The declaration of the Popular Front of India (PFI) as an “unlawful association” has come on the back of over a decade-long campaign by the Sangh Parivar against the organisation, and its repeated demand for a ban on the outfit.
While the Sangh, through its various forums, has been flagging concerns related to the PFI since its formation in 2007, in 2013 it openly named the organisation in a resolution on radical outfits.
In October 2013, the Akhil Bharatiya Karyakari Mandal baithak of the RSS adopted a resolution where it expressed “grave concern” over “growing radicalisation of jehadi forces, especially in the southern states of Bharat”.
Flagging radicalisation of Muslim youths, terror training and export modules, attacks on Hindu activists, and “active connivance with anti-national Maoists and international jehadi elements”, the resolution said, “The emergence of PFI and its front organisations in Kerala consequent to the ban on SIMI should be seen in this context”.
Since then, the Sangh and its affiliates have consistently articulated concerns over the rising influence of the PFI, particularly in the context of Sangh members being targeted in Kerala by suspected PFI activists. While the VHP and Bajrang Dal have held protests demanding a ban on the PFI, RSS-affiliated magazine ‘Organiser’ has published close to 300 articles, reports and editorials on the PFI in the last five years alone.
The Sangh’s concerns about the PFI in public forums has become more pronounced in recent years in the wake of the RSS and BJP’s attempts to spread footprints in South India, and resultant frequent clashes with PFI workers. They have also gathered more pace following the anti-CAA protests of 2020, in which the PFI was alleged to have been at the forefront.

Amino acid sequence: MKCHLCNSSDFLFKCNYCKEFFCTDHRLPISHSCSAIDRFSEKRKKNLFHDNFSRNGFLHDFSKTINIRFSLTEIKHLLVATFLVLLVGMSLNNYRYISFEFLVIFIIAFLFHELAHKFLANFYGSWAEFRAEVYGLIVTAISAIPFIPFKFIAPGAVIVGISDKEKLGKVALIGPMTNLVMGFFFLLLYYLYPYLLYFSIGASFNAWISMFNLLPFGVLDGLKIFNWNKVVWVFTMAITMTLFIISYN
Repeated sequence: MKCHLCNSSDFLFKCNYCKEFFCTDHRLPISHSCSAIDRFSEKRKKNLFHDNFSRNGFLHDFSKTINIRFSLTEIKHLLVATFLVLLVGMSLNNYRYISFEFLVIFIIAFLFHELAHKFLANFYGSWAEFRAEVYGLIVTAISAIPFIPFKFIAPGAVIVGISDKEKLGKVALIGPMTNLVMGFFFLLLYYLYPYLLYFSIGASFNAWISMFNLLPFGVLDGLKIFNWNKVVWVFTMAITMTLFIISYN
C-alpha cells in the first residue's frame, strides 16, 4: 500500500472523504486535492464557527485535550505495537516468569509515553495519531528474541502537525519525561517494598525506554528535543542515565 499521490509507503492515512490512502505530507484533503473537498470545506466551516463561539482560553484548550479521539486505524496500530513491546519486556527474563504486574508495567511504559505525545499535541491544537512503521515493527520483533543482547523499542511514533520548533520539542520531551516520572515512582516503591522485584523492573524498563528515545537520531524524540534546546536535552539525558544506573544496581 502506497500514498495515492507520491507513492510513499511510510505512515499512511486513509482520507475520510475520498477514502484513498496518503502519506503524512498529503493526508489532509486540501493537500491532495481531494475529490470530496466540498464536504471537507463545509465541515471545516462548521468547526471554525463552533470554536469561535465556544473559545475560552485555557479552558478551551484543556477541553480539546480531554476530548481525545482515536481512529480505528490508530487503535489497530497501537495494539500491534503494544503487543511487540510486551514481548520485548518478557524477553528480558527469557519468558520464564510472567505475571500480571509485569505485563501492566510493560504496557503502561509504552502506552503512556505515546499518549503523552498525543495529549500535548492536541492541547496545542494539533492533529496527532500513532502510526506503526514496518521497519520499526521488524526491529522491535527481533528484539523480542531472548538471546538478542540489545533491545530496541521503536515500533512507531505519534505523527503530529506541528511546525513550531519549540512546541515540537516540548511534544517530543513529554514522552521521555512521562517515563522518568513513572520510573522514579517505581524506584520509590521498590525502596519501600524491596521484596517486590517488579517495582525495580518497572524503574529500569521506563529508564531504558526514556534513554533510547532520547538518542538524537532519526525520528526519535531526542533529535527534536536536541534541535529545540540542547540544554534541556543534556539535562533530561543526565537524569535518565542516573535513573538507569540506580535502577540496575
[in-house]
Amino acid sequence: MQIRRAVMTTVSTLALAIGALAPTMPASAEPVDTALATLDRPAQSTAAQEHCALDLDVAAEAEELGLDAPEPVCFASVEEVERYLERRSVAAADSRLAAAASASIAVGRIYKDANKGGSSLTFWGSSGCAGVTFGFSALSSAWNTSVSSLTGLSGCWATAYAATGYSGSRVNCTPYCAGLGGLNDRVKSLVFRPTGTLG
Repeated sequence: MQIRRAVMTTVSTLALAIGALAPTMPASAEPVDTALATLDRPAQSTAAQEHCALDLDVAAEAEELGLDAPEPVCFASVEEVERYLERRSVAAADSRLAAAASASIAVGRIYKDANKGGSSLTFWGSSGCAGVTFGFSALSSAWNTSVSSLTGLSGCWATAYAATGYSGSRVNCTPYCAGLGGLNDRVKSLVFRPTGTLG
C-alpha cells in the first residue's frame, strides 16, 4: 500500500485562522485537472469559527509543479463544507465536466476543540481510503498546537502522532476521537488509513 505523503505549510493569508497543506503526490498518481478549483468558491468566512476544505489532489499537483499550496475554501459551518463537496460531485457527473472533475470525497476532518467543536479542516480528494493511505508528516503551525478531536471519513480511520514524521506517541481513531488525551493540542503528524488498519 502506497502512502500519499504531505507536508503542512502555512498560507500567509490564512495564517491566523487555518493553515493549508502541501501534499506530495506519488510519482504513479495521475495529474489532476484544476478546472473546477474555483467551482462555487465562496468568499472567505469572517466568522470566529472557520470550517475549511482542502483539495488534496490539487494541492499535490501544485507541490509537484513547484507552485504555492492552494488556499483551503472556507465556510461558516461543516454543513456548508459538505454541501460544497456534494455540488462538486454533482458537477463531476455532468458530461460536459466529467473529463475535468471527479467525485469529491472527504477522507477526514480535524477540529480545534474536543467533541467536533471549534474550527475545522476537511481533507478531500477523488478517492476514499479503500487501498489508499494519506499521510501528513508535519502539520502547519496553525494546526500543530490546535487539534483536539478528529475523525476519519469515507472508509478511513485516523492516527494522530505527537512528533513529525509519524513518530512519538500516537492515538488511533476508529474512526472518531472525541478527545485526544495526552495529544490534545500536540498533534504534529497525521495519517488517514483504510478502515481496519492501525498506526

In January 2020, in an editorial, written by Prafulla Ketkar, the Organiser compared the protests against the CAA to the Khilafat movement and painted it as being anti Hindu. “The fear-mongering created by the Communists and the Congress and cleverly manipulated by radical Islamic organisations like the Popular Front of India is turning out to be undemocratic, violent and divisive as happened with the case of Khilafat movement,” Ketkar wrote.
Following the ED and NIA’s raids on the PFI earlier this month, Ketkar, in another editorial, argued that the raids will “go a long way in curbing the spread of Islamic radicalism in the country”, and that “the Government should continue to put pressure on the outfit so that the terror network it managed to build up over the years is destroyed completely”.
In the backdrop of the hijab controversy in Karnataka, the RSS had raised the issue of “elaborate plans by a particular community to enter the government machinery” in its annual report released in March in Gujarat. “On the strength of numbers, preparations are being made to adopt any route to get their demands accepted,” said the report, report, released during the Akhil Bharatiya Pratinidhi Sabha baithak.
It also said there was “growing religious fanaticism” in the country in the guise of “Constitution and religious freedom”.
In October 2017, a cover story in the Organiser, titled “Mysterious Fanatics” and written by T Satisan, noted: “Whether leaders of Popular Front of India (PFI) admit or not, their activities, ideologies and modus operandi are not much different from the IS.”
More recently, the VHP has been openly demanding a ban on the PFI. Following Saudi Arabia’s ban on the Tablighi Jamaat in December 2021, the VHP said: “The authorities should also crack down on institutions and organisations like the Darul Uloom Deoband and PFI that direct or indirect nourishment to the Tablighis, Tablighi Jamaat and Ijtima.”
In February this year, the VHP and Bajrang Dal held a rally in Hyderabad over the murder of a Bajrang Dal worker in Shivamogga and called for a ban on the PFI.
In April, VHP secretary general Milind Parande slammed the Kerala government over training given by the state Fire and Rescue Services to PFI members and said that the move is a “bad example of Muslim appeasement”.
On June 16, the Bajrang Dal and VHP held protests in different parts of the country and submitted memoranda, demanding a ban on “organisations like the PFI and Tablighi Jamaat” for igniting “radical jihadi violence, atrocities, persecution in the country”.
In December 2021, after several RSS workers were killed in Kerala, BJP state president K Surendran wrote to Governor Arif Mohammed Khan and urged him to uphold the rule of law in the state. He claimed that 22 RSS and BJP workers had been killed by activists of the SDPI and PFI.